Theory Beyond Structure and Agency

Introducing the Metric/Nonmetric Distinction

  • Jean-Sébastien Guy

Part of the Palgrave Studies in Relational Sociology book series (PSRS)

Table of contents

  1. Front Matter
    Pages i-xiii
  2. Jean-Sébastien Guy
    Pages 1-24
  3. Jean-Sébastien Guy
    Pages 25-47
  4. Jean-Sébastien Guy
    Pages 49-89
  5. Jean-Sébastien Guy
    Pages 91-136
  6. Jean-Sébastien Guy
    Pages 137-182
  7. Jean-Sébastien Guy
    Pages 227-250
  8. Jean-Sébastien Guy
    Pages 251-258
  9. Back Matter
    Pages 259-277

About this book


“In this insightful and highly readable book, Jean-Sébastien Guy takes us on an intellectual tour de force that makes us see the social world in a different light. A fresh perspective and an essential contribution to the current discussions of social systems and relational sociology.”

—Jan A. Fuhse, Heisenberg Fellow at the Institute of Social Sciences, Humboldt University of Berlin, Germany

“In this original and provocative book, Jean-Sebastien Guy convincingly shows how the problem of structure and agency that has preoccupied sociologists throughout the history of their discipline amounts to an optical illusion. Employing the concepts of the metric and the nonmetric and using a variety of readily accessible examples, the author proposes an entirely different social theoretical lens that is perceptive to the internal variety of social reality.”

—Olli Pyyhtinen, Professor of Sociology at the University of Tampere, Finland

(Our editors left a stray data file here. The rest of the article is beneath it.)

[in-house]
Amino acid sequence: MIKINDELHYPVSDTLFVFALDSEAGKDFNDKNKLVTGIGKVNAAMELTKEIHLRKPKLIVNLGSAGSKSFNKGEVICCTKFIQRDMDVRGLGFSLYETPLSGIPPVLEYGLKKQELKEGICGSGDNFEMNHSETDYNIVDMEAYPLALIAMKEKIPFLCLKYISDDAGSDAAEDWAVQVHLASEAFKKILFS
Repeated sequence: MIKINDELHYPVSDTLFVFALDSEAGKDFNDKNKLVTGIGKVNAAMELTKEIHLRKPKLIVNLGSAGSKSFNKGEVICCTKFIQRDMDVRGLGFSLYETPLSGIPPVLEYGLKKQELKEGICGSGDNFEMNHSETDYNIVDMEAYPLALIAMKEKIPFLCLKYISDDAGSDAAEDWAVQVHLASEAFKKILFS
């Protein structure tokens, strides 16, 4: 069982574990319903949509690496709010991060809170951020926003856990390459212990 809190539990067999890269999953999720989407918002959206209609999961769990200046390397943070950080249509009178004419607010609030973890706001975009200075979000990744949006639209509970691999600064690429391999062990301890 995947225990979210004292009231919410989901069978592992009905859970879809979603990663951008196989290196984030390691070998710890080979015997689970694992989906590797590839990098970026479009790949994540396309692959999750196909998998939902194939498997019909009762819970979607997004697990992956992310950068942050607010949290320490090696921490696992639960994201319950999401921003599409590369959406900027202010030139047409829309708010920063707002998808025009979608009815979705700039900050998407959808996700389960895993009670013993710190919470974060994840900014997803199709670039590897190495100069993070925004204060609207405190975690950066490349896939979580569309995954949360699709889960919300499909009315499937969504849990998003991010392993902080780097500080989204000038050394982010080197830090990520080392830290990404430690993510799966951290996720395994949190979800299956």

This book offers a solution for the problem of structure and agency in sociological theory by developing a new pair of fundamental concepts: metric and nonmetric. Nonmetric forms, arising in a crowd made out of innumerable individuals, correspond to social groups that divide the many individuals in the crowd into insiders and outsiders. Metric forms correspond to congested zones like traffic jams on a highway: individuals are constantly entering and leaving these zones so that they continue to exist, even though the individuals passing through them change. Building from these concepts, we can understand “agency” as a requirement for group identity and group membership, thus associating it with nonmetric forms, and “structure” as a building-up effect following the accumulation of metric forms. This reveals the contradiction between structure and agency to be a case of forced perspective, leaving us victim to an optical illusion.


structure agency Weber Durkheim Luhmann Bourdieu Foucault Giddens

Authors and affiliations

  • Jean-Sébastien Guy
    • 1
  1. 1.Dalhousie UniversityHalifaxCanada

Bibliographic information